WARRINGTON Wolves are about to enter a crucial period in their season.

Over the next month, we will find out a lot more about how the 2024 season will be remembered at The Halliwell Jones Stadium in some respects and how equipped they are to challenge on every front.

In that period, one of the three available prizes will either be in the trophy cabinet or off the table but the beauty of the Challenge Cup being moved earlier in the season is that by the time the Wembley final is played, the regular Super League season will only be half done.

First up comes what should be a cracker on Thursday night as Hull KR visit The Halliwell Jones Stadium in Round 11 of Super League.

The Wire edged a thriller at Craven Park in Round Four in what remains arguably their most impressive league result under Sam Burgess, but the Robins are genuine top-four contenders and will provide a tough examination.

While Thursday night games are not the most popular, the timing of the game probably helps both Burgess and his counterpart Willie Peters, both of whom have Challenge Cup semi-finals to plan for after the game.

From a Warrington perspective, a lengthy 10-day turnaround between matches means a healthy balance between rest and preparation can be struck. As such, it would be a surprise to see either coach go with anything other than his strongest available side.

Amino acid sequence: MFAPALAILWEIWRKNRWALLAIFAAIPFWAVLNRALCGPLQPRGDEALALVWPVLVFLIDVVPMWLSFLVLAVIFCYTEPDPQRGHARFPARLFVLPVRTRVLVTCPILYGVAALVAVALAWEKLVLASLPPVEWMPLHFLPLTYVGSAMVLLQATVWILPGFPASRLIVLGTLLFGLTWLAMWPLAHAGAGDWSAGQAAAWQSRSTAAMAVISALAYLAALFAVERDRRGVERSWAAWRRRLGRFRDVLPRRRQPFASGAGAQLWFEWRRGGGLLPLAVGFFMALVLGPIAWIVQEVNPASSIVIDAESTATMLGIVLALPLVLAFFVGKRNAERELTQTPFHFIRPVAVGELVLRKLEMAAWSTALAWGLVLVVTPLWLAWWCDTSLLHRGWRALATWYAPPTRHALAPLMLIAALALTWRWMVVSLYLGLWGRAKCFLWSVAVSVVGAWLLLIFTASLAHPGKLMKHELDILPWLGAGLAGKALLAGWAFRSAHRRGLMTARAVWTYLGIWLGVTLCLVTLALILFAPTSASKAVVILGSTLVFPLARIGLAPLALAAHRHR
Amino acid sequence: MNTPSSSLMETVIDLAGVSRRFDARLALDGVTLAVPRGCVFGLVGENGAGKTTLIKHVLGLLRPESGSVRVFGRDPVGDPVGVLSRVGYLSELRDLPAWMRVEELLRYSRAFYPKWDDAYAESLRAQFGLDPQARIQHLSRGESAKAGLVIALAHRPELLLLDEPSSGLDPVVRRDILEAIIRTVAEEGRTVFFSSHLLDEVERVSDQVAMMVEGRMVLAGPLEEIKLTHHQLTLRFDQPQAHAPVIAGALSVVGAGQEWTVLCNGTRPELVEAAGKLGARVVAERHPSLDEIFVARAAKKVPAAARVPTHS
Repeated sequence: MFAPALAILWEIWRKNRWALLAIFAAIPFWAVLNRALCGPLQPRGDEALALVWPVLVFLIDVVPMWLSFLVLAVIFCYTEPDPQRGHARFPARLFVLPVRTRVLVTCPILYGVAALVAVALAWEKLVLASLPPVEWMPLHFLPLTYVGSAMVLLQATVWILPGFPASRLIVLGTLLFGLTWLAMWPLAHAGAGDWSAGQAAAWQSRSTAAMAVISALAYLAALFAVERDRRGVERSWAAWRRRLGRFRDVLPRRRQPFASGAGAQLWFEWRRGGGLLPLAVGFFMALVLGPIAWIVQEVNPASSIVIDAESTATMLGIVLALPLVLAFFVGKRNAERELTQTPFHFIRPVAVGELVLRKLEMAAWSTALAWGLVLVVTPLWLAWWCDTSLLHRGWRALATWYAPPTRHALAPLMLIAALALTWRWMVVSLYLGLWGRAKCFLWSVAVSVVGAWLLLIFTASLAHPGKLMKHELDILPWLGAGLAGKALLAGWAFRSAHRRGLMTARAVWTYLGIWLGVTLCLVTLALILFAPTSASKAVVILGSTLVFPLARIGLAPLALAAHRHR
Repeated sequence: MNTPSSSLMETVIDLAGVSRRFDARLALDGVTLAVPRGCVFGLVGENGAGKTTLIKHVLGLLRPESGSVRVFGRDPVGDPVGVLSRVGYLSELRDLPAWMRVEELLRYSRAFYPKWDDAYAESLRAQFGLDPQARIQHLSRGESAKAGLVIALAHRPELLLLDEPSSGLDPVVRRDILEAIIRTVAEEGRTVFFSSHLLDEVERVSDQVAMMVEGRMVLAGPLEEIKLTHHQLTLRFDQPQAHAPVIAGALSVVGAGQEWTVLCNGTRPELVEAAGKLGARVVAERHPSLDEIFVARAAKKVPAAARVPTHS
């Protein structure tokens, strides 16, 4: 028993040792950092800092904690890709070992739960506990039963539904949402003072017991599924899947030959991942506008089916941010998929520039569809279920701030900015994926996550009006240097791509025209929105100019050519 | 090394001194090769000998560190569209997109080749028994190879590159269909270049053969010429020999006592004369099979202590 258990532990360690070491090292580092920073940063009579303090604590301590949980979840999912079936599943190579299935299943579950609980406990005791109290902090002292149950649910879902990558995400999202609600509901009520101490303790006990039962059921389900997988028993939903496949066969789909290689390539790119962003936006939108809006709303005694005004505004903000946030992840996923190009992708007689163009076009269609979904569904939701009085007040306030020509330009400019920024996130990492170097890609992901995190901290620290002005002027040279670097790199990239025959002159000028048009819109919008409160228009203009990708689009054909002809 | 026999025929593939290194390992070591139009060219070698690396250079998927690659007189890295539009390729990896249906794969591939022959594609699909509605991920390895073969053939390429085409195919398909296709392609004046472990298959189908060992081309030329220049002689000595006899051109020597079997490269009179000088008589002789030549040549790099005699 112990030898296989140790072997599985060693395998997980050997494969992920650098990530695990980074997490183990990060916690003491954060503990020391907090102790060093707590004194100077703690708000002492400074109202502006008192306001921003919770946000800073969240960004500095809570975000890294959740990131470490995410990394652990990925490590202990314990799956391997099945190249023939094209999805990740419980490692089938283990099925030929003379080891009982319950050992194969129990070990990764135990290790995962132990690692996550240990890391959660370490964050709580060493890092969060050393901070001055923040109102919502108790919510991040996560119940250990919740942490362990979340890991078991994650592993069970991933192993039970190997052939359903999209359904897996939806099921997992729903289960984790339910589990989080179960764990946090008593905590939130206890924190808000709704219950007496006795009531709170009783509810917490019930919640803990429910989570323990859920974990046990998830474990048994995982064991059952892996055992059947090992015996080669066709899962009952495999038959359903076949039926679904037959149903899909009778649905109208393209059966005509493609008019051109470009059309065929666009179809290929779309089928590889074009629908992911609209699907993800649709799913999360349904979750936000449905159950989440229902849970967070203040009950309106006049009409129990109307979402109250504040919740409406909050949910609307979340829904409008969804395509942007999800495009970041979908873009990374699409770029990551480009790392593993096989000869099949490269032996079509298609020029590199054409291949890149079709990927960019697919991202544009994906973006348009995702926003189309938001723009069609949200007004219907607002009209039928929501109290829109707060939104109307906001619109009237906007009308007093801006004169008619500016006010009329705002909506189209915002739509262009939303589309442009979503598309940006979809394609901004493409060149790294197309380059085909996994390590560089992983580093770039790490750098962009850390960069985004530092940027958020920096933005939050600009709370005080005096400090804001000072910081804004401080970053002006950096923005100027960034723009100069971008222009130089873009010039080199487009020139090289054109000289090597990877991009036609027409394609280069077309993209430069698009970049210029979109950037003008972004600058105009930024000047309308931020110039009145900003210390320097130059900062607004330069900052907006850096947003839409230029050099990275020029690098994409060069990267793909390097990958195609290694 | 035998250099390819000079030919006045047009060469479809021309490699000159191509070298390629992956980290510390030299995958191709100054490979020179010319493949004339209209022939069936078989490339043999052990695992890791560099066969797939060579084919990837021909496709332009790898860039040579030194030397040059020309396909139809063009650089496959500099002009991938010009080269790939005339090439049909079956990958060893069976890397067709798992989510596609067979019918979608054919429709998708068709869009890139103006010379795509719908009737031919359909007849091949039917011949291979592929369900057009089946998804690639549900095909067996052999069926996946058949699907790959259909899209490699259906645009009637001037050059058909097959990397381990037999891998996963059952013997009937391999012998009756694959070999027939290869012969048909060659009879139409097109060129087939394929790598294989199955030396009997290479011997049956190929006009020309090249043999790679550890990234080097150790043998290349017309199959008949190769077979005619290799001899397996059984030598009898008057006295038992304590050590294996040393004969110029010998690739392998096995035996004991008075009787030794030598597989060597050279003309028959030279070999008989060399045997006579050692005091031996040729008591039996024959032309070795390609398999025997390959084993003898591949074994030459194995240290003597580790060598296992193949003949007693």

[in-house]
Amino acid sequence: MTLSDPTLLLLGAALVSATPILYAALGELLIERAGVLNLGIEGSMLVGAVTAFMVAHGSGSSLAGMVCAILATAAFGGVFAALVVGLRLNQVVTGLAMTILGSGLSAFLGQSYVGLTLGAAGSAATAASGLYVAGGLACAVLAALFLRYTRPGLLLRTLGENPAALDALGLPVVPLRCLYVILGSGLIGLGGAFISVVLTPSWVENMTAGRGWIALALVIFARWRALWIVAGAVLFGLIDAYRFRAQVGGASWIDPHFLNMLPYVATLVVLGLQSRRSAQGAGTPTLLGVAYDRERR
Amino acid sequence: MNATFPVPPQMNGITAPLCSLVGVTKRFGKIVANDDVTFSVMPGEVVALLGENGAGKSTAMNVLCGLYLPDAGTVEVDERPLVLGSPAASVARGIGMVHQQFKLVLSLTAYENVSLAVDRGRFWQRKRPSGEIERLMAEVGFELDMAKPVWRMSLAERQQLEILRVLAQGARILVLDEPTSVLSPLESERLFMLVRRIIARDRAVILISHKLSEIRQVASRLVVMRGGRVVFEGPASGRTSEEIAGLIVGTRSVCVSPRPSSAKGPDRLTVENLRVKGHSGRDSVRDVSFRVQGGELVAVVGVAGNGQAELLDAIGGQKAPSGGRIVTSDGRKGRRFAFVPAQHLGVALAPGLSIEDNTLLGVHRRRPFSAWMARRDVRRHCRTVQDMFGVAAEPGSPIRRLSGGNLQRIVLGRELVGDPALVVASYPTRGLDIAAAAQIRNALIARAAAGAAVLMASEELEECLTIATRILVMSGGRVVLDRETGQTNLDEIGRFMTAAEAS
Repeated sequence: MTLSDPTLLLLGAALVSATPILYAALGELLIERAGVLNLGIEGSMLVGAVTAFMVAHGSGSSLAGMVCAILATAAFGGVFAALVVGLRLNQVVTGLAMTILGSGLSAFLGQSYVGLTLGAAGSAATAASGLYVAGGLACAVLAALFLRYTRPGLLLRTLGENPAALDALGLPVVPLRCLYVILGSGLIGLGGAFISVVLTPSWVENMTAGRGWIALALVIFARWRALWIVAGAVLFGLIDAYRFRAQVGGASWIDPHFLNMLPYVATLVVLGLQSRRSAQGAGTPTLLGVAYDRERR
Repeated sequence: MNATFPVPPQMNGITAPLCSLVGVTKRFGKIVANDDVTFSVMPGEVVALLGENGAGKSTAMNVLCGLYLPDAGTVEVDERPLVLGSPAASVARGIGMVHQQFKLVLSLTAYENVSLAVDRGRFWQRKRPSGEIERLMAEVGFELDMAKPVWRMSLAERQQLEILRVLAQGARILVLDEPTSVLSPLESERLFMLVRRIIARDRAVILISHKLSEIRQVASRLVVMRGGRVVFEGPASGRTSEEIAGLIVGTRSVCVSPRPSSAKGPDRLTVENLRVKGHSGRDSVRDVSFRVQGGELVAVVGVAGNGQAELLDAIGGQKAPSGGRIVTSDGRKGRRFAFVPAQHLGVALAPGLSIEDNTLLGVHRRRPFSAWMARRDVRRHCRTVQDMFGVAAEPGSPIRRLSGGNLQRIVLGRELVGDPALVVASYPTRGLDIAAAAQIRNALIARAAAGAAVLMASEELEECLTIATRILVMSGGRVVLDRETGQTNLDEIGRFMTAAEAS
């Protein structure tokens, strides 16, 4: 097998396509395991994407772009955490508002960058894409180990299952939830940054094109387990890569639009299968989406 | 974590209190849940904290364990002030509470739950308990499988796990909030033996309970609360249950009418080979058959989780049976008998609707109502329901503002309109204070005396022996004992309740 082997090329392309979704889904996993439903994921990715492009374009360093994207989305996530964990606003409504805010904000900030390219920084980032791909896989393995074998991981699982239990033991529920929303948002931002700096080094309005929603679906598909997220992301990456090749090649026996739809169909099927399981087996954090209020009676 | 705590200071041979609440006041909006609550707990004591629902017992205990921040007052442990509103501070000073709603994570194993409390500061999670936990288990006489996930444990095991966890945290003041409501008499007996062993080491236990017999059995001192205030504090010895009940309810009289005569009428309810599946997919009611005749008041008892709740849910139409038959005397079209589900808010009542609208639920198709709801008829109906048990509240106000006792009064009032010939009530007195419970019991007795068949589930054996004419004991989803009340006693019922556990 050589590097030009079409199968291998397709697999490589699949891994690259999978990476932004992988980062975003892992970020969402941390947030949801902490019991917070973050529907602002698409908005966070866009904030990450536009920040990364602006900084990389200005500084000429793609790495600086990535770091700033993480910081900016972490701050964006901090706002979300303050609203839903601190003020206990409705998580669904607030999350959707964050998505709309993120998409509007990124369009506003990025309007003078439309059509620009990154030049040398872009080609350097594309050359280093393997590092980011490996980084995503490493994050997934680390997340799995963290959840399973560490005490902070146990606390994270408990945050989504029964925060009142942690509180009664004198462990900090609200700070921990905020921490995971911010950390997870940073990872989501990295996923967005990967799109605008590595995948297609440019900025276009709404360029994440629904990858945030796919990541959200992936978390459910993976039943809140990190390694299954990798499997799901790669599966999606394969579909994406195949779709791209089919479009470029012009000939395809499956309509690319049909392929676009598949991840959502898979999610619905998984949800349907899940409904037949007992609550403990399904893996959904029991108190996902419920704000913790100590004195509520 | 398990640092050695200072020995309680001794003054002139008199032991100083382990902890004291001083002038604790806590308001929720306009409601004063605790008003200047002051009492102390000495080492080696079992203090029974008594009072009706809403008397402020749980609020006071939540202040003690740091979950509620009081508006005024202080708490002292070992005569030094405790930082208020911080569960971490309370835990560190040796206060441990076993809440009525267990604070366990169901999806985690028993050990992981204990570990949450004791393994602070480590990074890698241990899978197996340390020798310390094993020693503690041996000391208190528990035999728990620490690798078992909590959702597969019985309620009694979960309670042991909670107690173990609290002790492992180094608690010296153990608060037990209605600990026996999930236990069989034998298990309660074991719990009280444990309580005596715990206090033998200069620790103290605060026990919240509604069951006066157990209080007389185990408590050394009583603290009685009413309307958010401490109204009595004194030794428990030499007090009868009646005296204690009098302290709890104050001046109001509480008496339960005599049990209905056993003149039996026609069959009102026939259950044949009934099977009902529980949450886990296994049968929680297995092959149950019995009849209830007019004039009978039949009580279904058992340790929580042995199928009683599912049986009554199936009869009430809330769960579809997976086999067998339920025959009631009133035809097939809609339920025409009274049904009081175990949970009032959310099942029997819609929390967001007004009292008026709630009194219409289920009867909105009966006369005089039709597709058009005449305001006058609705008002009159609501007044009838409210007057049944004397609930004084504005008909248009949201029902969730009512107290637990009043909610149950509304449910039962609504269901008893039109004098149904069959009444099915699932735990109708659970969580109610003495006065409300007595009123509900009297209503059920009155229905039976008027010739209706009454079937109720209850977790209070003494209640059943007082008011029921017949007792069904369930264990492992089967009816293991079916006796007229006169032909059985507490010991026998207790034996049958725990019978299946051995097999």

Then, “the big one” – the clash with Huddersfield Giants at St Helens’ Totally Wicked Stadium on Sunday, May 19 for the chance to step out at Wembley for the first time since 2019.

Wire will start the game as favourites, but the Giants have shown themselves to be a highly capable outfit in 2024 so nothing less than the kind of performance that saw off St Helens in the quarters is likely to be enough.

The outcome of that game and the other semi-final between Hull KR and Wigan Warriors may well dictate how the two games that follow them sit in terms of priorities.

Six days after the semi-final, The Wire make their second trip to Perpignan of the year to face Catalans Dragons on May 25 before their first meeting with Wigan Warriors of the year on Saturday, June 1.

Should they make it to Wembley, how Burgess handles those two games immediately before it in terms of selection will be key as with the Super League table currently so packed, losing games to teams around you can be damaging and while there will be time aplenty to claw back any deficit, they will be conscious of giving themselves too much work to do.

Then, the hope of everybody is that this key period comes to an end with a Challenge Cup Final appearance on Saturday, June 8.

A season-defining four weeks? In some respects, yes. Perhaps not in others, but we’ll certainly be better informed about what to expect from Burgess’ boys by its end.